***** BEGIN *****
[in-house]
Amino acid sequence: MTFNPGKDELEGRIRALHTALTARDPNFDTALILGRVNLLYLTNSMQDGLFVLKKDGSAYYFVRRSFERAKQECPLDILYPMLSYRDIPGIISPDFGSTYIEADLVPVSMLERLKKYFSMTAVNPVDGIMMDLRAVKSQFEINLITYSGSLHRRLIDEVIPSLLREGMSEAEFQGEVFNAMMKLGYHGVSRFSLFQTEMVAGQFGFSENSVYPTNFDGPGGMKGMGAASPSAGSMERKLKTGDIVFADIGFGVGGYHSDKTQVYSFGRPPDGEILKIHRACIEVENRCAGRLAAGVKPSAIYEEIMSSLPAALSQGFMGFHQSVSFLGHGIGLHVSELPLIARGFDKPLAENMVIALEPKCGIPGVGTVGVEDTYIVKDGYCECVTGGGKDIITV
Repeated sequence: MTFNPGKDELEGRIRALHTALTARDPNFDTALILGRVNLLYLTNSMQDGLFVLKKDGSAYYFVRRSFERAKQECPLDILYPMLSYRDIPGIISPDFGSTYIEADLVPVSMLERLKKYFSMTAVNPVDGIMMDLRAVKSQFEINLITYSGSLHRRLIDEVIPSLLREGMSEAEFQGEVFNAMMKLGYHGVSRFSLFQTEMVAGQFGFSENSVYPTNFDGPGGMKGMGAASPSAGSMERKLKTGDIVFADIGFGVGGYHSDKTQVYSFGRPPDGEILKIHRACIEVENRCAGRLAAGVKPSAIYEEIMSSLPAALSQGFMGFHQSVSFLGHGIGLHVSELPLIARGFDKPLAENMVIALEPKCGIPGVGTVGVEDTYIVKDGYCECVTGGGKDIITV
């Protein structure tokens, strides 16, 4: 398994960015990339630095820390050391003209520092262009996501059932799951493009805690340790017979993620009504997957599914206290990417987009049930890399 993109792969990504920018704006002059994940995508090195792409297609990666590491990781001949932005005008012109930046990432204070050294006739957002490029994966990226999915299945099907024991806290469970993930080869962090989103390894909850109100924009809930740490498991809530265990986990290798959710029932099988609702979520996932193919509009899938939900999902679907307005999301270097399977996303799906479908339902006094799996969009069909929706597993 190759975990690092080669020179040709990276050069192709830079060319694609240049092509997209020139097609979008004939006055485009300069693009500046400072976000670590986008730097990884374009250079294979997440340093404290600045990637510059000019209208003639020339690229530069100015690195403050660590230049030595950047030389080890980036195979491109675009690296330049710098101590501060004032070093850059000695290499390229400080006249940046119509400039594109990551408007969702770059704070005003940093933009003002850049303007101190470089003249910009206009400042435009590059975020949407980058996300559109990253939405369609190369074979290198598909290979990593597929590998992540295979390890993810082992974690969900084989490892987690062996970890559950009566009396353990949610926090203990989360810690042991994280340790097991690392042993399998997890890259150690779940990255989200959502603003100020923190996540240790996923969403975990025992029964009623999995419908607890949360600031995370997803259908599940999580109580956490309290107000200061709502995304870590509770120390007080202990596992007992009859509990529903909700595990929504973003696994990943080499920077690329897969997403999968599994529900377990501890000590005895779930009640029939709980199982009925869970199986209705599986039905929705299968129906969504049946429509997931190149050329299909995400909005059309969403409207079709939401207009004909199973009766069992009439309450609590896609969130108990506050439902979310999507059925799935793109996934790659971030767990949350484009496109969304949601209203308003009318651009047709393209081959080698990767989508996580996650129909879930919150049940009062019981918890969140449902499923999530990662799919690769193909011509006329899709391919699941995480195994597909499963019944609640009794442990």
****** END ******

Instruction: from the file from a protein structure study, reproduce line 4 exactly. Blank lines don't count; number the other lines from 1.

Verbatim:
């Protein structure tokens, strides 16, 4: 398994960015990339630095820390050391003209520092262009996501059932799951493009805690340790017979993620009504997957599914206290990417987009049930890399 993109792969990504920018704006002059994940995508090195792409297609990666590491990781001949932005005008012109930046990432204070050294006739957002490029994966990226999915299945099907024991806290469970993930080869962090989103390894909850109100924009809930740490498991809530265990986990290798959710029932099988609702979520996932193919509009899938939900999902679907307005999301270097399977996303799906479908339902006094799996969009069909929706597993 190759975990690092080669020179040709990276050069192709830079060319694609240049092509997209020139097609979008004939006055485009300069693009500046400072976000670590986008730097990884374009250079294979997440340093404290600045990637510059000019209208003639020339690229530069100015690195403050660590230049030595950047030389080890980036195979491109675009690296330049710098101590501060004032070093850059000695290499390229400080006249940046119509400039594109990551408007969702770059704070005003940093933009003002850049303007101190470089003249910009206009400042435009590059975020949407980058996300559109990253939405369609190369074979290198598909290979990593597929590998992540295979390890993810082992974690969900084989490892987690062996970890559950009566009396353990949610926090203990989360810690042991994280340790097991690392042993399998997890890259150690779940990255989200959502603003100020923190996540240790996923969403975990025992029964009623999995419908607890949360600031995370997803259908599940999580109580956490309290107000200061709502995304870590509770120390007080202990596992007992009859509990529903909700595990929504973003696994990943080499920077690329897969997403999968599994529900377990501890000590005895779930009640029939709980199982009925869970199986209705599986039905929705299968129906969504049946429509997931190149050329299909995400909005059309969403409207079709939401207009004909199973009766069992009439309450609590896609969130108990506050439902979310999507059925799935793109996934790659971030767990949350484009496109969304949601209203308003009318651009047709393209081959080698990767989508996580996650129909879930919150049940009062019981918890969140449902499923999530990662799919690769193909011509006329899709391919699941995480195994597909499963019944609640009794442990």